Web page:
A Thousand Clowns
A 1965 Movie based on the play
which ran on Broadway
by Herb Gardner
Fred Coe (II)
- Jason Robards........Murray Burns (uncle)
- Barbara Harris.........Sandra Markowitz (social worker)
- Martin Balsam.........Arnold Burns (Murray's brother)
- Gene Saks................Leo "Chuckles the Chipmunk" Herman
- William Daniels.......Albert Almundson (social worker)
- Philip Bruns.............Man in the Restaurant
- John McMartin.........Man in the Office
- Barry Gordon...........Nick (nephew)
........Dr. Morris Fishbein,
........Big Sam Burns
There is no other way to say this, this cinema production, a little less than two hours' worth, has to go on any film-lover's, or playgoer's, must see list, which would, of course included Who's Afraid of Virginia Woolf and various better reincarnations of Hamlet. However, though this movie, like those two mentioned, is fraught with some minor tension, its endearing humor with romance interspersed, makes this work more enjoyable, and just as universal, but contemporaneously relevant.
Like so many plays transformed to the silver screen, it is presented in Black and White, hardly ever leaves one location; however, this adept adaptation won it the Academy Award in 1966 for Best Writing. That same ceremony gave it Best Picture, and Marty Balsam best Supporting Actor. Its editing won it the American Cinema Editors top accolades for feature films, and the Golden Globes awarded it Best Picture, while Jason Robards and Barbara Harris got the top acting trophy. The Laurel Awards repeated Balsam's honors, as did the Writer's Guild of America concerning the screenplay as the Best Written American Comedy. It is further enhanced from the fact that Jason Robards had mastered this role on stage prior to this oeuvre. This film was one of the first of that rebellious questioning mentality that flirted with existentialism in an era of space-age angst, but this also is the one never duplicated because of its classic humanity issues. Only the clothes give away the age of this film. It is unlike the line Robards spouts, "Dead.... dead, doorknob dead."
The very thing which twelve year old Nick loves about his Uncle Murray is the stuff in him that made his Kiddies Show, Chuckles the Chipmunk come to life, and this wonderful man whose charisma extended itself to the whole neighborhood spent more time with him than he should. There are many more important things to do than nine-to-fiveing, someone has to say Bon Voyage down at the docks, and what better thing to than fly Kites on that most important constantly reoccurring holiday, Irving R. Feldman's Birthday. The natural ensuing problems of having too much fun become evident as the super straight brother, Arnold, pushes for conformity. Even more threatening is the entrance of social workers warning Murray to stabilize or lose custody. Nick, the preadolescence, had been playing the mature counselor, but, his uncle's falling in love with one of 'the enemy' proves to be the catalyst to Murray's 'copping out'. Even though he knew something had to be done to stay with this beloved man, a reformation becomes a salvation to Nick where a personality's not coming back from the dead. This same social worker woman has actually become infatuated in a motherly way with the boy and everyone learns that life has questions and answers that are not always easily digested. The interactions of the characters is some of the best in the business, and one will not be disappointed at getting involved in this domestic dispute.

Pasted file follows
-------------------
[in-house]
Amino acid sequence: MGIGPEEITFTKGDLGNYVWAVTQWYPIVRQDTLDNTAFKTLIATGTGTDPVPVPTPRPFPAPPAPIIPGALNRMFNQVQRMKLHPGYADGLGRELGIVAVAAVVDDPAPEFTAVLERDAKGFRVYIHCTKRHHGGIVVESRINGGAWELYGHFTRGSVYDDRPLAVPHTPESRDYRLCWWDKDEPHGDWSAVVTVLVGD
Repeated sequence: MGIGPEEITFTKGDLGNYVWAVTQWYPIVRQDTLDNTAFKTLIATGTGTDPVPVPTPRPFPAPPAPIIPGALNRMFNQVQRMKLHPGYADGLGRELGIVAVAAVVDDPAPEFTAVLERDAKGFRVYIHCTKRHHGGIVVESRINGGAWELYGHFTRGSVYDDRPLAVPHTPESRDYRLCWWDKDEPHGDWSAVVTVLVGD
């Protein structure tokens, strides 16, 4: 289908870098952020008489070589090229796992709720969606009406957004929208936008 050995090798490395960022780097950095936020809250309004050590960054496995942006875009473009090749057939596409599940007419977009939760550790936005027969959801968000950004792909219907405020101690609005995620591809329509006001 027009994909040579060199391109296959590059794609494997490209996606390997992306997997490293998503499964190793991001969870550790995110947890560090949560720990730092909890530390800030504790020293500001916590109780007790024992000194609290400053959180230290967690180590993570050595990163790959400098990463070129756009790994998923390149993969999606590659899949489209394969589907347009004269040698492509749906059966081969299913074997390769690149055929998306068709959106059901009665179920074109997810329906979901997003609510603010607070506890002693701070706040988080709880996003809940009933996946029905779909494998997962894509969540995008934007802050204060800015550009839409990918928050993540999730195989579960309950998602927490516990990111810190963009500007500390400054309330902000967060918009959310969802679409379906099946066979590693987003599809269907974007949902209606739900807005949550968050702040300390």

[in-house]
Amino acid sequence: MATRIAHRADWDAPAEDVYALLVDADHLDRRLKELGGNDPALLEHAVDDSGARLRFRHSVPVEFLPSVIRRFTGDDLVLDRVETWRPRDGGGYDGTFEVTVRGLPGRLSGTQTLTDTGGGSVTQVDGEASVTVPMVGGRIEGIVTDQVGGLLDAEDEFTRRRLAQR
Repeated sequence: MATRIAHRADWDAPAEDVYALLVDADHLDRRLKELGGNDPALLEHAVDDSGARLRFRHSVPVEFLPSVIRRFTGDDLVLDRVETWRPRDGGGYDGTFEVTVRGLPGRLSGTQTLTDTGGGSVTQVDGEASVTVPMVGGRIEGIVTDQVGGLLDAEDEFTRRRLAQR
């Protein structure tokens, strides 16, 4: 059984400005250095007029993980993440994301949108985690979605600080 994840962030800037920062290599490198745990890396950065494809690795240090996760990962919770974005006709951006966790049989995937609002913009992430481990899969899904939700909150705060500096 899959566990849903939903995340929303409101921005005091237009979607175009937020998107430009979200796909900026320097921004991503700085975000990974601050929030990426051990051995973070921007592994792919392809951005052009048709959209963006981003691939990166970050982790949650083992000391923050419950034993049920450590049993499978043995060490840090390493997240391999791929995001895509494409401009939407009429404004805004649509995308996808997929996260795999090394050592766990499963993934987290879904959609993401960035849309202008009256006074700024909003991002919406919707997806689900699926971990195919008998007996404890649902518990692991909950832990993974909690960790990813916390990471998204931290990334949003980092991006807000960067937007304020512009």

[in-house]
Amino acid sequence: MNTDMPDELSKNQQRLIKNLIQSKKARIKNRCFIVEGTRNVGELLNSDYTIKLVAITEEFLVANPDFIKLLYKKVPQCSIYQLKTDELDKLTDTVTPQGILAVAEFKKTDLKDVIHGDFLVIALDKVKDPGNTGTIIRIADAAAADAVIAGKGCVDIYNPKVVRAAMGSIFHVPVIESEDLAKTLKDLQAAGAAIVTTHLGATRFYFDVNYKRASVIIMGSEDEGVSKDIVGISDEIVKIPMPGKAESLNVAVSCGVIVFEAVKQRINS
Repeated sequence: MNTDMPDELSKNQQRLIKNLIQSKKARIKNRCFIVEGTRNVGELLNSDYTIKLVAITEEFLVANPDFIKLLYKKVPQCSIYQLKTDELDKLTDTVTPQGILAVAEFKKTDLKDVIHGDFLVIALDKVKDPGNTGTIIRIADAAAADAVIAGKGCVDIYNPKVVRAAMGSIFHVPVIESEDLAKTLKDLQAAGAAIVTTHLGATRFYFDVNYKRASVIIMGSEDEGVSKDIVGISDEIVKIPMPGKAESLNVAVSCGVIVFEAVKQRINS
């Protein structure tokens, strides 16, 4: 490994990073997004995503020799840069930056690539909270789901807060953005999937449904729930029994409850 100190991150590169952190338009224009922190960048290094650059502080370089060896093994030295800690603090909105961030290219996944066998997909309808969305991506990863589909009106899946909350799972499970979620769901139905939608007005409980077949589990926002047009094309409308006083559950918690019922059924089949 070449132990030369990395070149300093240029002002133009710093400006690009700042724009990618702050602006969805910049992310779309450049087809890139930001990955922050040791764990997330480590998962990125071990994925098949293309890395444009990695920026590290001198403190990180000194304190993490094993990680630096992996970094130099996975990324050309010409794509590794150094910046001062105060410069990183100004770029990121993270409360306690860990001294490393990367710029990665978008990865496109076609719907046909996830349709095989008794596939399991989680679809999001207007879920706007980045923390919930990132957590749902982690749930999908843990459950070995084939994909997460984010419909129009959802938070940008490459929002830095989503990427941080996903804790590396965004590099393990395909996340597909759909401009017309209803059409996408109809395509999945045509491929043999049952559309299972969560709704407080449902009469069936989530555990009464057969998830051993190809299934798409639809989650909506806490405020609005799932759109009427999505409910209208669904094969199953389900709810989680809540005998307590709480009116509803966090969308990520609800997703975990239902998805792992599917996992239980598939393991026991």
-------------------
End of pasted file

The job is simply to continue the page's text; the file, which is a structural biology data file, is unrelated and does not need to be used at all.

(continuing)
A most wonderful scene is where Jason Robards plays on the ukelele, and sings, "Yessir, that's my baby, no sir, don't mean maybe, yessir, that's my baby, now. Oh by the way, Oh by the way, you can see her everyday...."
On a poignant note, this story had been running again as a play on Broadway through October in 2001, but the show was closed down on September twenty-third due to the tragedy downtown from the theater on September eleventh.